‘Music was really central to the Queen’s life’ – Judith Weir, Master of the King’s Music
16 September 2022, 17:51
The first female Master of the King’s Music in its 400-year history, Judith Weir speaks to Moira Stuart about Queen Elizabeth II’s life in music, and looks ahead to the reign of King Charles III.
Judith Weir, Master of the King’s Music since 2014, grew up in a family with a passion for music-making, where she recalls there was “an openness toward music” – it didn’t matter so much how well you played, so long as you were playing at all.
Speaking to Moira Stuart for the third series of Moira Stuart Meets... on Classic FM, Judith Weir spoke about her life growing up with music, and some of her favourite memories of time spent with, and working for, Her Majesty Queen Elizabeth II.
Weir’s early introduction to music in such a relaxed environment rings true in her work today, championing music teachers and educators in her role as Master of the King’s Music. At school, she was taught by renowned composer Sir John Tavener before studying under Robin Holloway at King’s College, Cambridge.
Going from sitting in the audience as her parents performed with amateur orchestras, to writing arrangements she could perform with her friends, Weir went on to be awarded a CBE by Her Majesty Queen Elizabeth II in 1995 for services to music. She received the Queen’s Medal for Music in 2007, and in 2014 was ultimately appointed Master of the Queen’s Music for a 10-year period.
Weir served Queen Elizabeth II in the role for eight years, and recalled Her Majesty’s pride in Britain’s military bands. Each branch of the British Armed Forces has its own musical wing with multiple ensembles each, in addition to state and regional bands from across the UK.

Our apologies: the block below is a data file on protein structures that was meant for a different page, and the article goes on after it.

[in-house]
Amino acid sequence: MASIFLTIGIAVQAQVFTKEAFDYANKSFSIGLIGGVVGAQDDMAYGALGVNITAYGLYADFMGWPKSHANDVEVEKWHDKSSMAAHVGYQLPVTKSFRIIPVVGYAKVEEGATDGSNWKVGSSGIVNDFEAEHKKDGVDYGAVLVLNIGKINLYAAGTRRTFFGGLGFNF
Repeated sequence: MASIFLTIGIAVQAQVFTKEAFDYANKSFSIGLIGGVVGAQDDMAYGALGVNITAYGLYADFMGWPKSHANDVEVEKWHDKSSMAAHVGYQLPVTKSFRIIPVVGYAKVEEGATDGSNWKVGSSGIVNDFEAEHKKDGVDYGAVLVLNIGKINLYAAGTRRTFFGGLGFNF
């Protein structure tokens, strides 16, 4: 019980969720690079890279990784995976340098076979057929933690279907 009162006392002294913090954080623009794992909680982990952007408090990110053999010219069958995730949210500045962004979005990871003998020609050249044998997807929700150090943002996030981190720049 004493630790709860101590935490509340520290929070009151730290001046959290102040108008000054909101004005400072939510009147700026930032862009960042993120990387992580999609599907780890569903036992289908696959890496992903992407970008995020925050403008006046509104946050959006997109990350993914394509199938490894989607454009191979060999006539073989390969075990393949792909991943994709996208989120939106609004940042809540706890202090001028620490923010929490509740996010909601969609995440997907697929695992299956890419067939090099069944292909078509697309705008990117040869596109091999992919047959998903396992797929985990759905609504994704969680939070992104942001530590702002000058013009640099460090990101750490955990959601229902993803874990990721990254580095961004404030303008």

Weir said the Queen “took a very active role in making sure that these bands survived. Sometimes when we hear there’s a defence cut, the bands are in danger. She was in the forefront of keeping them going”.
The Queen herself had a brilliant music education as a young girl – something Weir says she certainly didn’t take for granted. She learned piano with the great organist and composer W. H. Harris, and would do plenty of singing and theatrical performances.
Perhaps it was Queen Elizabeth’s musical background, or perhaps it was her innate conversational ability, that led to meaningful musical conversations with the likes of Scottish violinist Nicola Benedetti. Weir remembers presenting Benedetti to The Queen to be awarded the Queen’s Medal for Music in 2017, and says they had a wonderful conversation about the importance of live music-making in ensembles.
During the hour-long programme which is interspersed with Weir’s own musical selections, all with their own link to Elizabeth II, the Master of the King’s Music remembers what it was like to meet the Queen for the first time, and her shock at finding out about her appointment.
One of her musical selections is taken from Elgar’s Nursery Suite, whose composer Queen Elizabeth had met at the age of five – an encounter she remembered more than 80 years on.
In the interview, Weir also remembers the Queen’s love for Scotland and pays tribute with an arrangement of a piece for bagpipes, an instrument the Queen held so much admiration for that she even had a bagpiper on her household staff.
Looking to the coming days, Weir expects Her Majesty’s funeral will be “a beautifully performed occasion... even as a musical experience”, with high praise for The Choir of Westminster Abbey and its “peerless” music director, James O’Donnell.
With only two years left in the role of Master of the King’s Music, Weir is optimistic about King Charles III’s reign and what it will mean for musicians. King Charles is known to be a classical music enthusiast, having played cello as a young man, and Weir says “it will be marvellous for all of us musicians to have somebody like that as our head”.